• Oral, anal, or vaginal sex, or touching the genitals (penis, testicles, labia, and vagina) or anus of a person with mpox
  • Hugging, massage, and kissing
  • Prolonged face-to-face contact

The risk is considered low for getting mpox by touching objects, fabrics, and surfaces that have been used by someone with mpox and not disinfected, such as clothing, bedding, towels, fetish gear, or sex toys.

A person who is sick with mpox should isolate at home. If they have an active rash or other symptoms, they should be in a separate room or area from other family members and pets when possible.

People who do not have mpox symptoms cannot spread the virus to others.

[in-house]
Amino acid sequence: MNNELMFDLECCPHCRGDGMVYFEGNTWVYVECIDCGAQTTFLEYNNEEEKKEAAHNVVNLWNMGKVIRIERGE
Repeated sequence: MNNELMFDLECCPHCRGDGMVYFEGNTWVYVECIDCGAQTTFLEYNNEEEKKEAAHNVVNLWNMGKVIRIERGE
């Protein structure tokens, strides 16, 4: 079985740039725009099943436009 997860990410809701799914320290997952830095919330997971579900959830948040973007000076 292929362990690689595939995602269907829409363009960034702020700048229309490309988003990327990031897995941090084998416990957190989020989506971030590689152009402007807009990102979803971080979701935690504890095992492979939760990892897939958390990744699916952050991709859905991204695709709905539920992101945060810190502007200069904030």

Mpox can spread from the time symptoms start until the rash has fully healed and a fresh layer of skin has formed. The illness typically lasts 2–4 weeks.


To prevent mpox:

  • Get vaccinated if you have been exposed or are at high risk for infection
  • Avoid close, skin to skin contact with the mpox rash
    • Do not touch the rash or scabs of person with mpox
    • Do not kiss, hug, cuddle or have sex with someone with mpox
    • Do not share eating utensils or cups
  • Do not handle or touch the bedding, towels, or clothing of a sick person
  • Wash your hands often with soap and water or use an alcohol-based hand sanitizer, especially after contact with sick people
  • In Central and West Africa, avoid contact with animals that can spread mpox virus, usually rodents and primates. Also, avoid sick or dead animals, as well as bedding or other materials they have touched.

A person who is sick with mpox should isolate at home. If they have an active rash or other symptoms, they should be in a separate room or area from other family members and pets when possible.